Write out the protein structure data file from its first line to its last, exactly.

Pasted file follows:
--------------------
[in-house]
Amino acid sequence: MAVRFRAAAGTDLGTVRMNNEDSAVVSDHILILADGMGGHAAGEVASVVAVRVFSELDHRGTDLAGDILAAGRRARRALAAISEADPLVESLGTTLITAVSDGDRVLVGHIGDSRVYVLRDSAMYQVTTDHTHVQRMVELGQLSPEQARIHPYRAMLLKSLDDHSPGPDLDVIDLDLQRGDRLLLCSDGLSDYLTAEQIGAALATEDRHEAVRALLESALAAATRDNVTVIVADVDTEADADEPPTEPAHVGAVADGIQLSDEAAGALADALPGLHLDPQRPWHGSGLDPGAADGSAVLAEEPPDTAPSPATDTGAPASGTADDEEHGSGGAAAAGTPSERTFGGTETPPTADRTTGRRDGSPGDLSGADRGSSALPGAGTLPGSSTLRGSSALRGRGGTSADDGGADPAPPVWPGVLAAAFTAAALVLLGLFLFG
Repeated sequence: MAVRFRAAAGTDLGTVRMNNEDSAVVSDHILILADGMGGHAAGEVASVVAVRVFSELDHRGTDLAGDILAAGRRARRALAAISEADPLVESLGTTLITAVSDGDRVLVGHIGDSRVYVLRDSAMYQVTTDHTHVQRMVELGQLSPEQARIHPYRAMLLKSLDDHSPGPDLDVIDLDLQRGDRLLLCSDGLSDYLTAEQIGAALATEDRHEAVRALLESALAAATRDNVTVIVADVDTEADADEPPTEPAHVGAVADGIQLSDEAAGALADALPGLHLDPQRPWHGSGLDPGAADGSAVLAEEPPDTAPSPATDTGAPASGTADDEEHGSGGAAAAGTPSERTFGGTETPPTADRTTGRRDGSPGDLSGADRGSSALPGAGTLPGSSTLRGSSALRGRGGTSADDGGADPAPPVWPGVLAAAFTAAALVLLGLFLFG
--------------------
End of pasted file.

[in-house]
Amino acid sequence: MAVRFRAAAGTDLGTVRMNNEDSAVVSDHILILADGMGGHAAGEVASVVAVRVFSELDHRGTDLAGDILAAGRRARRALAAISEADPLVESLGTTLITAVSDGDRVLVGHIGDSRVYVLRDSAMYQVTTDHTHVQRMVELGQLSPEQARIHPYRAMLLKSLDDHSPGPDLDVIDLDLQRGDRLLLCSDGLSDYLTAEQIGAALATEDRHEAVRALLESALAAATRDNVTVIVADVDTEADADEPPTEPAHVGAVADGIQLSDEAAGALADALPGLHLDPQRPWHGSGLDPGAADGSAVLAEEPPDTAPSPATDTGAPASGTADDEEHGSGGAAAAGTPSERTFGGTETPPTADRTTGRRDGSPGDLSGADRGSSALPGAGTLPGSSTLRGSSALRGRGGTSADDGGADPAPPVWPGVLAAAFTAAALVLLGLFLFG
Repeated sequence: MAVRFRAAAGTDLGTVRMNNEDSAVVSDHILILADGMGGHAAGEVASVVAVRVFSELDHRGTDLAGDILAAGRRARRALAAISEADPLVESLGTTLITAVSDGDRVLVGHIGDSRVYVLRDSAMYQVTTDHTHVQRMVELGQLSPEQARIHPYRAMLLKSLDDHSPGPDLDVIDLDLQRGDRLLLCSDGLSDYLTAEQIGAALATEDRHEAVRALLESALAAATRDNVTVIVADVDTEADADEPPTEPAHVGAVADGIQLSDEAAGALADALPGLHLDPQRPWHGSGLDPGAADGSAVLAEEPPDTAPSPATDTGAPASGTADDEEHGSGGAAAAGTPSERTFGGTETPPTADRTTGRRDGSPGDLSGADRGSSALPGAGTLPGSSTLRGSSALRGRGGTSADDGGADPAPPVWPGVLAAAFTAAALVLLGLFLFG